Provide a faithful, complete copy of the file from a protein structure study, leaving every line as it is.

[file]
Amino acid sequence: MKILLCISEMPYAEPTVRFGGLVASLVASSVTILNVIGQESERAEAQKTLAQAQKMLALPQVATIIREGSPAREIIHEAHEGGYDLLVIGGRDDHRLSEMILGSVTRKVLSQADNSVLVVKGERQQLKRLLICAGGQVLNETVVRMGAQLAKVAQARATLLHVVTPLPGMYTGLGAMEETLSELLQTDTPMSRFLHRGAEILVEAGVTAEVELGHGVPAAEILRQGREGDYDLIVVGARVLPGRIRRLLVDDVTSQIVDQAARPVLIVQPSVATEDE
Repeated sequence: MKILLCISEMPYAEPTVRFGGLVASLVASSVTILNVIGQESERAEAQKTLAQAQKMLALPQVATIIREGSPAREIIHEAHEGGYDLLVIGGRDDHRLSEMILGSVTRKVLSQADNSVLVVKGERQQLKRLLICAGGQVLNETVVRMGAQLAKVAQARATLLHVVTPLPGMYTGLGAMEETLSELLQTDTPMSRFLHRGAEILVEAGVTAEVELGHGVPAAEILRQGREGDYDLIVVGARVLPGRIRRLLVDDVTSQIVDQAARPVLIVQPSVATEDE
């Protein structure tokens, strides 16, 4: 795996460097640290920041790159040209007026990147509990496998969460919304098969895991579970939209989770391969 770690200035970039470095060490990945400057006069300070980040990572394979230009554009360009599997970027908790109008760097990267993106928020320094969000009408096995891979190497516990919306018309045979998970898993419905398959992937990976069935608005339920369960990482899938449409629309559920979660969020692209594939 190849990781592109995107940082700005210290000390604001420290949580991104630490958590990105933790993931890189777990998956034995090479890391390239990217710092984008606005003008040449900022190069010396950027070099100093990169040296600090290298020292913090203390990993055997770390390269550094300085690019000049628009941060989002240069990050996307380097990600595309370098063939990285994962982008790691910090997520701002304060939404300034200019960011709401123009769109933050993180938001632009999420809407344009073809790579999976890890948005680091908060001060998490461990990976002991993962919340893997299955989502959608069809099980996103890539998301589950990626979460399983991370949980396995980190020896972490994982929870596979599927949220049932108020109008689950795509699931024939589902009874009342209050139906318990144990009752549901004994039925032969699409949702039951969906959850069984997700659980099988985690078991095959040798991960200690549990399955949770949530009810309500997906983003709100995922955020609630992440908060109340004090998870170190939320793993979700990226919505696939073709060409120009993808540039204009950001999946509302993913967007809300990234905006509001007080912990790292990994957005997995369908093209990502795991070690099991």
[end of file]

Amino acid sequence: MKILLCISEMPYAEPTVRFGGLVASLVASSVTILNVIGQESERAEAQKTLAQAQKMLALPQVATIIREGSPAREIIHEAHEGGYDLLVIGGRDDHRLSEMILGSVTRKVLSQADNSVLVVKGERQQLKRLLICAGGQVLNETVVRMGAQLAKVAQARATLLHVVTPLPGMYTGLGAMEETLSELLQTDTPMSRFLHRGAEILVEAGVTAEVELGHGVPAAEILRQGREGDYDLIVVGARVLPGRIRRLLVDDVTSQIVDQAARPVLIVQPSVATEDE
Repeated sequence: MKILLCISEMPYAEPTVRFGGLVASLVASSVTILNVIGQESERAEAQKTLAQAQKMLALPQVATIIREGSPAREIIHEAHEGGYDLLVIGGRDDHRLSEMILGSVTRKVLSQADNSVLVVKGERQQLKRLLICAGGQVLNETVVRMGAQLAKVAQARATLLHVVTPLPGMYTGLGAMEETLSELLQTDTPMSRFLHRGAEILVEAGVTAEVELGHGVPAAEILRQGREGDYDLIVVGARVLPGRIRRLLVDDVTSQIVDQAARPVLIVQPSVATEDE
């Protein structure tokens, strides 16, 4: 795996460097640290920041790159040209007026990147509990496998969460919304098969895991579970939209989770391969 770690200035970039470095060490990945400057006069300070980040990572394979230009554009360009599997970027908790109008760097990267993106928020320094969000009408096995891979190497516990919306018309045979998970898993419905398959992937990976069935608005339920369960990482899938449409629309559920979660969020692209594939 190849990781592109995107940082700005210290000390604001420290949580991104630490958590990105933790993931890189777990998956034995090479890391390239990217710092984008606005003008040449900022190069010396950027070099100093990169040296600090290298020292913090203390990993055997770390390269550094300085690019000049628009941060989002240069990050996307380097990600595309370098063939990285994962982008790691910090997520701002304060939404300034200019960011709401123009769109933050993180938001632009999420809407344009073809790579999976890890948005680091908060001060998490461990990976002991993962919340893997299955989502959608069809099980996103890539998301589950990626979460399983991370949980396995980190020896972490994982929870596979599927949220049932108020109008689950795509699931024939589902009874009342209050139906318990144990009752549901004994039925032969699409949702039951969906959850069984997700659980099988985690078991095959040798991960200690549990399955949770949530009810309500997906983003709100995922955020609630992440908060109340004090998870170190939320793993979700990226919505696939073709060409120009993808540039204009950001999946509302993913967007809300990234905006509001007080912990790292990994957005997995369908093209990502795991070690099991």